California Defeats Lawsuit Against Cap-and-Trade Program

California environmental regulators running the nation’s first economy-wide carbon cap-and-trade program defeated a lawsuit that claims the system contains a loophole so companies can avoid reducing carbon emissions.

State court Judge Ernest Goldsmith in San Francisco rejected claims by two environmental groups challenging the way the program allows polluters to buy greenhouse gas emission credits from entities that aren’t part of the program.

“The court’s decision is welcome news for one of California’s most important clean energy and clean environment regulations, and provides a bright green light for further investment in pollution reduction projects,” Timothy O’Connor, an attorney for the Environmental Defense Fund, said today in an e-mailed statement. The defense fund sided with state regulators in the case.

Citizens Climate Lobby and Our Children’s Earth Foundation sued California’s Air Resources Board claiming the offsets are a loophole because the projects aren’t new efforts to lower carbon and would occur even without investments from polluters. The complaint sought a court order repealing and invalidating the offset program and prohibiting the state from using offsets as a compliance instrument in the cap and trade program.

State rules prohibit the creation of offsets from ongoing projects and require that credits be given only for carbon reduction beyond what “otherwise would occur,” George Hays, a lawyer for the groups, told Goldsmith at a Dec. 7 court hearing.

No Reductions

If the air resources board “doesn’t ensure the offsets are really additional, you don’t get reductions,” said Hays, adding that the offsets undermine the program’s goal of getting companies to reduce their own emissions.

“Petitioners request the court to do something it does not have the power to do. Rewrite the statute to forbid the use of offsets,” Goldsmith said. The entire cap and trade program might have to be abandoned if he found that the law creating the program was breached “every time a credited reduction was potentially non-additional,” Goldsmith said.

Laurie Williams, an attorney for Citizens Climate Lobby, said in an e-mail the group is reviewing the decision and considering next steps.

The cap and trade program is a key component of California’s 2006 global warming law, which aims to reduce emissions to 1990 levels by 2020.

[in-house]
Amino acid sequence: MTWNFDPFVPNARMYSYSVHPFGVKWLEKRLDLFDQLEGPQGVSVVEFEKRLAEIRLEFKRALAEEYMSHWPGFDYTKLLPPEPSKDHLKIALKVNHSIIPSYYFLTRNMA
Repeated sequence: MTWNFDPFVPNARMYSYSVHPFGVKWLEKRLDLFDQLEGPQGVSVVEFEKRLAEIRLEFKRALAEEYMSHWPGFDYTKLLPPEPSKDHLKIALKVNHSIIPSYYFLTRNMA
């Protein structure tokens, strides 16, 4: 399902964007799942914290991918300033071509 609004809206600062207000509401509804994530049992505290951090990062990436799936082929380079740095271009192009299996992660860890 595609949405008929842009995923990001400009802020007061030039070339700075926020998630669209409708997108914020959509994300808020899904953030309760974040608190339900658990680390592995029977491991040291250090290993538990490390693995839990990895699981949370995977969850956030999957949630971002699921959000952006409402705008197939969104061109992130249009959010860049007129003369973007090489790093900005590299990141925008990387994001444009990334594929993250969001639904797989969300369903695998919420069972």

Offset Projects

California Deputy Attorney General Gavin McCabe told Goldsmith that the law gives the air resources board wide discretion to decide which type of offsets should be part of the program. The environmental groups are free to challenge individual offset projects they think don’t adhere to state rules, he said.

California held its first auction for greenhouse gas allowances Nov. 14, offering 23.1 million carbon allowances for the first phase of compliance, which began Jan. 1, and 39.5 million for the second phase starting in 2015.

California is giving away about 90 percent of allowances in the first phase and auctioning the rest in what is now the second-biggest carbon trading market, after the European Union program.

The California Chamber of Commerce sued on the eve of the first auction, claiming that the allowances are an unlawful tax and that the air resources board lacks authority to sell them. That case is pending in state court in Sacramento.

Futures contracts based on 2013 California carbon allowances, which companies can also use cover their emissions, were offered at $14.35 a metric ton for December delivery, down from $14.60 a ton on Jan. 25, according to data compiled by BGC Environmental Brokerage Services LP in New York.

Prices rose to a 10-month high of $20.25 a metric ton in July on speculation that the lawsuit, along with increased natural gas consumption, would strengthen the demand for allowances, according to data compiled by CME Group Inc.’s Green Exchange.

The case is Citizens Climate Lobby v. California Air Resources Board, CGC-12-519554, California Superior Court (San Francisco). The chamber’s case is California Chamber of Commerce v. Air Resources Board, 34-2012-80001313, California Superior Court (Sacramento).

To contact the reporters on this story: Karen Gullo in San Francisco at kgullo@bloomberg.net; Lynn Doan in San Francisco at ldoan6@bloomberg.net

To contact the editors responsible for this story: Michael Hytha at mhytha@bloomberg.net; Dan Stets at dstets@bloomberg.net

Bloomberg reserves the right to edit or remove comments but is under no obligation to do so, or to explain individual moderation decisions.

Please enable JavaScript to view the comments powered by Disqus.